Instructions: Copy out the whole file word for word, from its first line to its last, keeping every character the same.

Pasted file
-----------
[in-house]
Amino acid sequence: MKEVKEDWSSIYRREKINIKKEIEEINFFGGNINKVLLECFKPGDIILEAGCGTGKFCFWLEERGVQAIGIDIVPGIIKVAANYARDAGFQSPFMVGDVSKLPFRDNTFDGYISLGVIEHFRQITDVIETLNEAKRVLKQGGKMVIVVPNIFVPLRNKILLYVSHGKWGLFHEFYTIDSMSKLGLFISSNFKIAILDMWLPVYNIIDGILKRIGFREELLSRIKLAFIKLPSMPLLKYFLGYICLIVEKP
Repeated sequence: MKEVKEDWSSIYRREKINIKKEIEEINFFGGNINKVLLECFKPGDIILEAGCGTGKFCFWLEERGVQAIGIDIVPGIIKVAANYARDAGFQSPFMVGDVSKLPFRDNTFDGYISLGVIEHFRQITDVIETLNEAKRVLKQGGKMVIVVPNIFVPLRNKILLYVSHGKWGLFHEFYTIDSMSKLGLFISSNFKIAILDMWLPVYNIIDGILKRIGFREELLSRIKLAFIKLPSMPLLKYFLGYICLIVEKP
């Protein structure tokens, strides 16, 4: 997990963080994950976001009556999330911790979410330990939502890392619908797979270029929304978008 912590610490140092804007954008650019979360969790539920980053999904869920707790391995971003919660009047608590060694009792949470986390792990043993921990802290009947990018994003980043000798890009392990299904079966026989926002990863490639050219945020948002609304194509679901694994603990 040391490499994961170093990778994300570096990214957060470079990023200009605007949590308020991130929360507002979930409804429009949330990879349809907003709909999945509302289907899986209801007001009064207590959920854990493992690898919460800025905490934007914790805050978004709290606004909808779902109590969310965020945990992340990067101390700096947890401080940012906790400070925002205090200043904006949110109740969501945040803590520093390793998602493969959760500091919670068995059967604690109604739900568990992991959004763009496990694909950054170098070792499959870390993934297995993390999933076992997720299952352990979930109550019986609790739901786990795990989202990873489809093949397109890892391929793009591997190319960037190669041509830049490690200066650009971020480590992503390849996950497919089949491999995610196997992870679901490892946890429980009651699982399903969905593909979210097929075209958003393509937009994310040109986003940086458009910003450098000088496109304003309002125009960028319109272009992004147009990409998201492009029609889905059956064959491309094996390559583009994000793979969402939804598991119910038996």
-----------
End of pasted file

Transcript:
[in-house]
Amino acid sequence: MKEVKEDWSSIYRREKINIKKEIEEINFFGGNINKVLLECFKPGDIILEAGCGTGKFCFWLEERGVQAIGIDIVPGIIKVAANYARDAGFQSPFMVGDVSKLPFRDNTFDGYISLGVIEHFRQITDVIETLNEAKRVLKQGGKMVIVVPNIFVPLRNKILLYVSHGKWGLFHEFYTIDSMSKLGLFISSNFKIAILDMWLPVYNIIDGILKRIGFREELLSRIKLAFIKLPSMPLLKYFLGYICLIVEKP
Repeated sequence: MKEVKEDWSSIYRREKINIKKEIEEINFFGGNINKVLLECFKPGDIILEAGCGTGKFCFWLEERGVQAIGIDIVPGIIKVAANYARDAGFQSPFMVGDVSKLPFRDNTFDGYISLGVIEHFRQITDVIETLNEAKRVLKQGGKMVIVVPNIFVPLRNKILLYVSHGKWGLFHEFYTIDSMSKLGLFISSNFKIAILDMWLPVYNIIDGILKRIGFREELLSRIKLAFIKLPSMPLLKYFLGYICLIVEKP
């Protein structure tokens, strides 16, 4: 997990963080994950976001009556999330911790979410330990939502890392619908797979270029929304978008 912590610490140092804007954008650019979360969790539920980053999904869920707790391995971003919660009047608590060694009792949470986390792990043993921990802290009947990018994003980043000798890009392990299904079966026989926002990863490639050219945020948002609304194509679901694994603990 040391490499994961170093990778994300570096990214957060470079990023200009605007949590308020991130929360507002979930409804429009949330990879349809907003709909999945509302289907899986209801007001009064207590959920854990493992690898919460800025905490934007914790805050978004709290606004909808779902109590969310965020945990992340990067101390700096947890401080940012906790400070925002205090200043904006949110109740969501945040803590520093390793998602493969959760500091919670068995059967604690109604739900568990992991959004763009496990694909950054170098070792499959870390993934297995993390999933076992997720299952352990979930109550019986609790739901786990795990989202990873489809093949397109890892391929793009591997190319960037190669041509830049490690200066650009971020480590992503390849996950497919089949491999995610196997992870679901490892946890429980009651699982399903969905593909979210097929075209958003393509937009994310040109986003940086458009910003450098000088496109304003309002125009960028319109272009992004147009990409998201492009029609889905059956064959491309094996390559583009994000793979969402939804598991119910038996």